Debate on the motion was postponed while the county public health department looks into the issue.
The county health department says ensuring food truck safety is important as their popularity grows.
The plan is to raise the health standards for the popular rolling restaurants and require them to display a letter grade, just like regular restaurants.
Restaurants have to post up grades showing how they scored on their food safety and quality exam. The county health department said the food trucks should to do the same thing to protect consumers.
The ordinance would require about 6,000 trucks to undergo two graded inspections and one certification inspection per year. A truck that scores below a "C," or 70 percent, will have to be shut down.
The trucks, known as mobile food facilities, will also have to disclose their routes so that inspectors would be able to find them more easily and do random checks.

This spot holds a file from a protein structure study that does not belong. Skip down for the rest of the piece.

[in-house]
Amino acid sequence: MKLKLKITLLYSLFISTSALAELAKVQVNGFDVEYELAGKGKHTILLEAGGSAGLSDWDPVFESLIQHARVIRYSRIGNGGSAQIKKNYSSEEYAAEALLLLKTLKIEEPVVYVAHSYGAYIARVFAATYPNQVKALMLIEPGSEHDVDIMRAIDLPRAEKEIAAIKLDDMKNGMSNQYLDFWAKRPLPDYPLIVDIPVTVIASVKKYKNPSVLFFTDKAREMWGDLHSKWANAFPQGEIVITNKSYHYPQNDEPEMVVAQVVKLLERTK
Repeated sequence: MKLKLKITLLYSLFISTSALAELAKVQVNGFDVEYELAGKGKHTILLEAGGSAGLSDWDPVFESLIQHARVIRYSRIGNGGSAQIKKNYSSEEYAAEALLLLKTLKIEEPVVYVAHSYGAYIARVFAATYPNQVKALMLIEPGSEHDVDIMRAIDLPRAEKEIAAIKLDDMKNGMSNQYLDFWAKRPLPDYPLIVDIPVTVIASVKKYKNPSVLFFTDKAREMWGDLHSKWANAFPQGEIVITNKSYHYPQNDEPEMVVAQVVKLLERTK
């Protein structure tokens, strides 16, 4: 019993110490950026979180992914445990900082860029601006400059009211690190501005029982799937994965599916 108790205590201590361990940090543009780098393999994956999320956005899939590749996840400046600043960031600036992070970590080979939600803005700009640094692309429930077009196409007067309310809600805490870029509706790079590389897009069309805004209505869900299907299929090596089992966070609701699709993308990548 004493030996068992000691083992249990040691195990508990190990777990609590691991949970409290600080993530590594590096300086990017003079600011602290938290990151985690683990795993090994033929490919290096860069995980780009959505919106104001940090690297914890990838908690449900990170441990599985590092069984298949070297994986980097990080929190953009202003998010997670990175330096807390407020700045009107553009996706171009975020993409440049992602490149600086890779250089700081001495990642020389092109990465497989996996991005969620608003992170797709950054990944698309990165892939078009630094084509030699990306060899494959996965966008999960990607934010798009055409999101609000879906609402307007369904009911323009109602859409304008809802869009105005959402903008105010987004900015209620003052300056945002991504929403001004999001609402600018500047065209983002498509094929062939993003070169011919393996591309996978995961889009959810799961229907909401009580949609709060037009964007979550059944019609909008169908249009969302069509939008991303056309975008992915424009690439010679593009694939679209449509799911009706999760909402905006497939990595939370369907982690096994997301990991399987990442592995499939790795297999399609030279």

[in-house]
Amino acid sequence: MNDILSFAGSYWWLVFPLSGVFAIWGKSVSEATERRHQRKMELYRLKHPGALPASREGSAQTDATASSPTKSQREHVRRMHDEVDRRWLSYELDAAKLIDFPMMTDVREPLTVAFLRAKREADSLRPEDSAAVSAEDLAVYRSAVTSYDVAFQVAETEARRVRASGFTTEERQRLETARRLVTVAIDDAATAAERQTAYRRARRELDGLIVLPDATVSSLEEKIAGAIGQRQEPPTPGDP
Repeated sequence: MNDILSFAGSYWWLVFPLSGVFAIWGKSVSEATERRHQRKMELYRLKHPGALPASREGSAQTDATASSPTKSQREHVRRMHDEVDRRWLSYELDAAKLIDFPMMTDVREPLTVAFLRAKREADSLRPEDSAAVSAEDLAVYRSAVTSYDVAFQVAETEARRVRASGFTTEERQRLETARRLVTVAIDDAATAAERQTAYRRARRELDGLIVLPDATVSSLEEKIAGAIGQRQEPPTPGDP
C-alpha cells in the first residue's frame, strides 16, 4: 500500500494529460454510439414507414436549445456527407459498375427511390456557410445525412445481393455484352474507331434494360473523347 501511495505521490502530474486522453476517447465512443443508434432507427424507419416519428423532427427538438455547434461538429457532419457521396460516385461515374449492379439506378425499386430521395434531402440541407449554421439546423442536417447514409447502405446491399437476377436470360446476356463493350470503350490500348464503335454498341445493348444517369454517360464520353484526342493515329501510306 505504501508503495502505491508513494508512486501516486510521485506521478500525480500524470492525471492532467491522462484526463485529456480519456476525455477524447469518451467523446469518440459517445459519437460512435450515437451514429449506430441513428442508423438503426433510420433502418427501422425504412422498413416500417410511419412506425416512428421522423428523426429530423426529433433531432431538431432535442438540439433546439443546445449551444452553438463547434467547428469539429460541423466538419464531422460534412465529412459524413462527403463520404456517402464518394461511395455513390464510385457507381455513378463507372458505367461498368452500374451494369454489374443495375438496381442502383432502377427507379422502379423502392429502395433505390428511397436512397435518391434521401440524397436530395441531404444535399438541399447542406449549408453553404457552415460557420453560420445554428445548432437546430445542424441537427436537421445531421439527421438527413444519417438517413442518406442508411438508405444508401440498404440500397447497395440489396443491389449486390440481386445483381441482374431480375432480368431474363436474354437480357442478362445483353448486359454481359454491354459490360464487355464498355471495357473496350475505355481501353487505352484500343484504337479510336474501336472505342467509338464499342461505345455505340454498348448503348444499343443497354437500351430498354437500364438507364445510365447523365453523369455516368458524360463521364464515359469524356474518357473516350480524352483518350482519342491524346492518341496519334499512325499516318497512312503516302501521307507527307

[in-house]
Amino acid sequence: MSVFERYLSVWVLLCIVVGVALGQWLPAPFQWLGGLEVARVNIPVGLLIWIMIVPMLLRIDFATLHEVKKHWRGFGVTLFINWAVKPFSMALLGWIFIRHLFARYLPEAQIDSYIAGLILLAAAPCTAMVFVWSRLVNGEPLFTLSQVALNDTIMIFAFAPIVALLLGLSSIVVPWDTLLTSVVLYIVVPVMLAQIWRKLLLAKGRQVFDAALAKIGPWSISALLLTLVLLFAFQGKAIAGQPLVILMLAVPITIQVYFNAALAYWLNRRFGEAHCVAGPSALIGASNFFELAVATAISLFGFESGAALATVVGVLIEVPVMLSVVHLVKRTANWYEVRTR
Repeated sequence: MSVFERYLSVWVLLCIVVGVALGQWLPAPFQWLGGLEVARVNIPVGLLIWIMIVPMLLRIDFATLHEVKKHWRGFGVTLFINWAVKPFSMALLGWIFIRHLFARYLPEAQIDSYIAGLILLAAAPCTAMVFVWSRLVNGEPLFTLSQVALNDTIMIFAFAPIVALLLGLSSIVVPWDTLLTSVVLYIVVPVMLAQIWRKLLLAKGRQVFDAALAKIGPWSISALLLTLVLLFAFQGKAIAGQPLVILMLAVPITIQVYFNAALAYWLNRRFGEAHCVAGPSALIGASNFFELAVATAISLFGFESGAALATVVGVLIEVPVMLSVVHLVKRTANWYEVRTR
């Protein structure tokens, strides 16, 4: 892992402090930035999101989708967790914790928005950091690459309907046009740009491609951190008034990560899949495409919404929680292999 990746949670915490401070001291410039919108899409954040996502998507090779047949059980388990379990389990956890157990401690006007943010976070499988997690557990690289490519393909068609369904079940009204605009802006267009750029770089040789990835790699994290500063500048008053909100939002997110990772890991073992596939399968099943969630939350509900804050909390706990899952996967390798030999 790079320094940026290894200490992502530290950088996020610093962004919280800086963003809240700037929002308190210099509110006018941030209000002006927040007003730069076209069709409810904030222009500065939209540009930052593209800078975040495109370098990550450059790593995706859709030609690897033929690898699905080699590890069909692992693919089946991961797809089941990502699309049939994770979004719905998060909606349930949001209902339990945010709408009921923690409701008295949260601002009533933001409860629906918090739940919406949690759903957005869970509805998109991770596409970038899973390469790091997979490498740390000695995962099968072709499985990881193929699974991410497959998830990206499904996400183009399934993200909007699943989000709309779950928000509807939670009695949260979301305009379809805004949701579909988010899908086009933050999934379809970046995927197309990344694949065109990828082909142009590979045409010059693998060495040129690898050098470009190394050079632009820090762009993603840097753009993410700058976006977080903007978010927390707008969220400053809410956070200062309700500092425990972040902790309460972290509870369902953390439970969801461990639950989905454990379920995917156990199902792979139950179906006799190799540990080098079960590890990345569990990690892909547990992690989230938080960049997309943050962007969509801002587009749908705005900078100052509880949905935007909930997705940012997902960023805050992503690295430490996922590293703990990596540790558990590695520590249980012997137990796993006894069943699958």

The county received complaints from area chambers of commerce. Some restaurant owners complained the trucks are cutting into their businesses.
Some truck owners said the grading system is just another attempt to drive them out of business.
The L.A. County Dept. of Health said there currently is no incentive for mobile food facilities to pay attention to food safety and hygiene.
The food services vehicle permit fees may go up as a result of covering the cost of expanding the letter grade system of inspections.
If the county approves the ordinance, it will go into effect in October.
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